Belgian Constitutional Court Rules on State Immunity From Execution
In a judgment dated 27 April 2017, the Belgian Constitutional Court (the Constitutional Court) largely confirmed the validity of the Belgian legal provision on State immunity from execution (Article 1412quinquies of the Belgian Judicial Code).
As a general rule, Article 1412quinquies of the Belgian Judicial Code provides that assets located in Belgium that belong to a foreign State are immune from execution and cannot be subject to enforcement proceedings by creditors. As mentioned before, France recently adopted a similar provision which largely mirrors Article 1412quinquies of the Belgian Judicial Code.
Exceptions to that rule are, however, possible if very strict conditions are met: a party wishing to seize the assets belonging to a State needs to obtain a prior authorisation from a judge (juge des saisies). This judge will only authorise the seizure if (i) the foreign State has “expressively” and “specifically” consented to the seizure of the assets; (ii) the foreign State has specifically allocated those assets to the enforcement of the claim which gives rise to the seizure; and (iii) the assets are located in Belgium and are allocated to an economic or commercial activity.
Given the difficulty of meeting those requirements, two entities (NML Capital Limited (NML), an American hedge fund which holds debts securities against Argentina, and Yukos Universal Limited (YUL), an entity that had been granted a multi-billion arbitral award against Russia) initiated legal proceedings before the Constitutional Court seeking the annulment of Article 1412quinquies of the Belgian Judicial Code.
Their claims were essentially* two-fold.
1. Does Article 1412quinquies of the Belgian Judicial Code violate the principle of equality and non-discrimination?
At the outset, both NML and YUL essentially argued that Article 1412quinquies of the Belgian Judicial Code violated Articles 10 and 11 of the Belgian Constitution (i.e. the provisions of the Belgian Constitution on equality and non-discrimination) since it effectively prohibited a creditor of a foreign State from seizing the assets belonging to that State while such a prohibition did not apply to a creditor of any other person or entity.
In order to reply to this claim, the Constitutional Court relied on its long established case-law, according to which the principle of equality and non-discrimination does not preclude a difference in treatment, as long as this difference is based on objective criteria, is legitimate and is proportionate.
In applying those principles to the case at hand, the Constitutional Court first found that the distinction at hand relied on objective criteria (i.e. the nature of the debtor – a foreign State).
Second, the Constitutional Court also found that the distinction was legitimate since it aimed at fostering international comity and good relationships between foreign States and avoiding diplomatic incidents.
Third, with respect to the proportionality requirement, both NML and YUL argued that the requirements, laid down in Article 1412quinquies of the Belgian Judicial Code, to seize the assets of a foreign State were disproportionate and violated the European Convention of Human Rights since it precluded a creditor from effectively enforcing a judgment or an award rendered against the foreign State. The Constitutional Court dismissed, however, this argument and considered instead that the case-law of the European Court of Human Rights, the United Nations Convention on Jurisdictional Immunities of States and Their Property (which still needs to be ratified by Belgium) and customary international law allowed for limitations to the right to the effective execution of court judgments and arbitral awards.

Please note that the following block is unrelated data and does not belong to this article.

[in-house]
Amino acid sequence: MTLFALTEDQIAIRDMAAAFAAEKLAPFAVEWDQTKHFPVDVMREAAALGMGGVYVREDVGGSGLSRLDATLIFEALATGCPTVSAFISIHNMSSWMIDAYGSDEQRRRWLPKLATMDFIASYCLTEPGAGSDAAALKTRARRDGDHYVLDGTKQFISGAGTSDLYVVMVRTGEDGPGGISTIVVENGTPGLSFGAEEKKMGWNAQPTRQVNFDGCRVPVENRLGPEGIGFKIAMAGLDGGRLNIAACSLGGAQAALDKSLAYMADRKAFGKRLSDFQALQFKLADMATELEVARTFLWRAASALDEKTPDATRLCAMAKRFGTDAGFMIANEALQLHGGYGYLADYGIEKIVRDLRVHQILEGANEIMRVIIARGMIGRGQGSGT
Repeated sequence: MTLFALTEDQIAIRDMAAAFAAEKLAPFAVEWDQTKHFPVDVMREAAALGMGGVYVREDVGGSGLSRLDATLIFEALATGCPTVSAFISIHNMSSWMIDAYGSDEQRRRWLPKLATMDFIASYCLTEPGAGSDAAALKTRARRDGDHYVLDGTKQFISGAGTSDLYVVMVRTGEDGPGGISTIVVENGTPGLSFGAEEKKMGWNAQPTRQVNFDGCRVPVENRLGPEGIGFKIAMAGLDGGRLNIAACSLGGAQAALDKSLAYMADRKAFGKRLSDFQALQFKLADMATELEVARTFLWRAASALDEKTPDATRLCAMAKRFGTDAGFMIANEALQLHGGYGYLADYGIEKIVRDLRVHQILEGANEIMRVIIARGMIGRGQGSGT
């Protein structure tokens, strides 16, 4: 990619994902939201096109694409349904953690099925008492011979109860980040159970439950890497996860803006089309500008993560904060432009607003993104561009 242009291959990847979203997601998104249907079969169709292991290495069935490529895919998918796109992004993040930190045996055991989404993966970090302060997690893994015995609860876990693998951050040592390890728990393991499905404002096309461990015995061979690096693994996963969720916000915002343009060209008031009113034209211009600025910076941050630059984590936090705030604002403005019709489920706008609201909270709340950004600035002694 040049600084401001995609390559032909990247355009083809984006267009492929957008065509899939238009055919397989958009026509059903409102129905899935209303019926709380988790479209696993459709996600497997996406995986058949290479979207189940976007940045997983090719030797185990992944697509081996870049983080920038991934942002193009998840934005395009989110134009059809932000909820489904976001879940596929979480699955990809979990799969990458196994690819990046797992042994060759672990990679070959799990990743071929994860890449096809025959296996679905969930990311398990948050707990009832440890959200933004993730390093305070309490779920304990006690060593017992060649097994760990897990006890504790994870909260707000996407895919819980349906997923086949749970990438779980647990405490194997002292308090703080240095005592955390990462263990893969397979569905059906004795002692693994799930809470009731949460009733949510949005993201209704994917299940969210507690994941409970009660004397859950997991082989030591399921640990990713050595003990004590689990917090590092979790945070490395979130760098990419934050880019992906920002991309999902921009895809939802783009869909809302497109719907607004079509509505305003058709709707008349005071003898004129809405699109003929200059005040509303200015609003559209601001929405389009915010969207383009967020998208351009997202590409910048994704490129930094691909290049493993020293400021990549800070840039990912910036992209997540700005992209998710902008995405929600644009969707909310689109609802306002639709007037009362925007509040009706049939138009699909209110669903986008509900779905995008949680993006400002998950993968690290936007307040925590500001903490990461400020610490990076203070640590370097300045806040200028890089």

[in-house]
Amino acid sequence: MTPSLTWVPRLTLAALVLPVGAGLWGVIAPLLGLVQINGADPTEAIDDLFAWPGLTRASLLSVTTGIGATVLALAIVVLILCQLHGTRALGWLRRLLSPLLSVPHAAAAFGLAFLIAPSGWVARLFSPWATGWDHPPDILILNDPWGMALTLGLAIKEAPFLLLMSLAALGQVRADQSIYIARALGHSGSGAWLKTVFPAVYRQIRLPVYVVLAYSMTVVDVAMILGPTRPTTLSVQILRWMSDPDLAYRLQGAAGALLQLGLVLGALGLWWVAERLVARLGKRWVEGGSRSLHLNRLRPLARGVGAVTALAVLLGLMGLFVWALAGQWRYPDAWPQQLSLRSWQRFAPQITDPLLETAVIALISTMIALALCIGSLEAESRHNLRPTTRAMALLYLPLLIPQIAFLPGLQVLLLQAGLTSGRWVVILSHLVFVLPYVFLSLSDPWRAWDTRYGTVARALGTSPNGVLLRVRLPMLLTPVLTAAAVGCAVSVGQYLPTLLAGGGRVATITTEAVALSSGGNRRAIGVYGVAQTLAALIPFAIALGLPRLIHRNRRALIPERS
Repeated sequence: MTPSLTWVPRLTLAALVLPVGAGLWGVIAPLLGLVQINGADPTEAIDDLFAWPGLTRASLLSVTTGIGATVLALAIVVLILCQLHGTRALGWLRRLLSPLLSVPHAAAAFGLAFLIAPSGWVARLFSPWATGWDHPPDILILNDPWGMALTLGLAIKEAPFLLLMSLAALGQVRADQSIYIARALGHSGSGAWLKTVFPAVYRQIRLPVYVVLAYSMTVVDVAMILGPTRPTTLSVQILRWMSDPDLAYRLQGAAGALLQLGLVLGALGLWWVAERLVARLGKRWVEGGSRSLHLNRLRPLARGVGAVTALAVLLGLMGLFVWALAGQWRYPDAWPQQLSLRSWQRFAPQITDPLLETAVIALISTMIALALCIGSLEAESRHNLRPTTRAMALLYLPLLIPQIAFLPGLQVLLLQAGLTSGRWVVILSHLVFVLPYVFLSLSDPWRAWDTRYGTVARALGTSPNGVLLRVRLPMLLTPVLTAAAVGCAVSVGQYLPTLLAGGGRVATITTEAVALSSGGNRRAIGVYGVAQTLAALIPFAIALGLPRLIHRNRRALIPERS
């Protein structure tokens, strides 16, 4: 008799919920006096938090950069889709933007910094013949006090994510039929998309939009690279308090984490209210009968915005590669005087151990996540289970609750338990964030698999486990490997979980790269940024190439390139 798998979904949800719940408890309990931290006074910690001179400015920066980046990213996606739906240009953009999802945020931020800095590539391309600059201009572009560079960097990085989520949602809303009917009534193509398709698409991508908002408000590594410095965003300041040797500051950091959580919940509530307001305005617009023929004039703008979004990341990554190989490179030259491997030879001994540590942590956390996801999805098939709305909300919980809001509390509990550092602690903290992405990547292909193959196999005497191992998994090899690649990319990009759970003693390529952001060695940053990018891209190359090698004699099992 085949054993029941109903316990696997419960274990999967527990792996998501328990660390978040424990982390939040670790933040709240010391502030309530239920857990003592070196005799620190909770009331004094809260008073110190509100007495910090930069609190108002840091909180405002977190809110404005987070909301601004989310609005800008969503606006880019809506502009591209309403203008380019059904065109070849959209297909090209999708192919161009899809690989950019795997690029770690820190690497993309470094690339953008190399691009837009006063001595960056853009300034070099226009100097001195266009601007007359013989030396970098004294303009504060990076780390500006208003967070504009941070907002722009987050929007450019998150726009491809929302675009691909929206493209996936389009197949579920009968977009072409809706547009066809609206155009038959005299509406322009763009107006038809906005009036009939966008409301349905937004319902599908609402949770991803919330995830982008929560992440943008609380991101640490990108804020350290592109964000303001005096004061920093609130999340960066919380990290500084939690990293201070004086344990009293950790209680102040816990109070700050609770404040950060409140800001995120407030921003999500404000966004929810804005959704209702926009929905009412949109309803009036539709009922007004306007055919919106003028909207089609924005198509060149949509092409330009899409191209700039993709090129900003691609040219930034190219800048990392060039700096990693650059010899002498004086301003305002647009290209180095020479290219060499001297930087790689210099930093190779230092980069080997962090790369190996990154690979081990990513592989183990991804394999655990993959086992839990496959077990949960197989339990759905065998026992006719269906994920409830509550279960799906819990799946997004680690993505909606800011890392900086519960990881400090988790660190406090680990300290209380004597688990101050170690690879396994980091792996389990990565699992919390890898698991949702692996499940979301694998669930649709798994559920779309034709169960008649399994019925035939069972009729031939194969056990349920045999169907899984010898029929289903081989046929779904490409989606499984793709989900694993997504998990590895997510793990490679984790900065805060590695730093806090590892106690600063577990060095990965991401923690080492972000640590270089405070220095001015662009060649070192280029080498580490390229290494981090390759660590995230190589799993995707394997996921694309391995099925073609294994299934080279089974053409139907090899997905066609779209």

In light of those requirements, the Constitutional Court found that Article 1412quinquies did not violate the principle of equality and non-discrimination.
2. Are the requirements allowing a seizure legal?
The Constitutional Court then moved to examine the three conditions that need to be fulfilled under Article 1412quinquies of the Belgian Judicial Code in order to allow a seizure of a foreign State’s assets (see above).
The Constitutional Court was particularly critical of the first requirement according to which the foreign State must have “expressively” and “specifically” consented to the seizure of the assets.
In particular, the reference to the word “specifically” proved to be problematic since this word did not appear in the United Nations Convention on Jurisdictional Immunities of States and Their Property. The Constitutional Court also noted that the International Court of Justice never referred to this word in this context. On this basis, the Constitutional Court ruled that the word “specifically” in Article 1412quinquies of the Belgian Judicial Code had to be annulled.
At the end of the day, the Constitutional Court largely confirmed the validity of Article 1412quinquies of the Belgian Judicial Code (although this provision was also partially annulled with respect to the word “specifically“). It seems that those findings strike a fatal blow to the possibility to enforce judgments and arbitral awards taken against sovereign States in Belgium.
* For the sake of completeness, it is worth noting that the parties have also made other claims relating to, among other things, the scope of application of Article 1412quinquies of the Belgian Judicial Code or to a violation of the Brussels Recast Regulation (EU Regulation No 1215/2012 of 12 December 2012 on jurisdiction and the recognition and enforcement of judgments in civil and commercial matters). Since those claims did not appear crucial to the resolution of this case or to the reasoning of the Constitutional Court, they were not mentioned in this case note.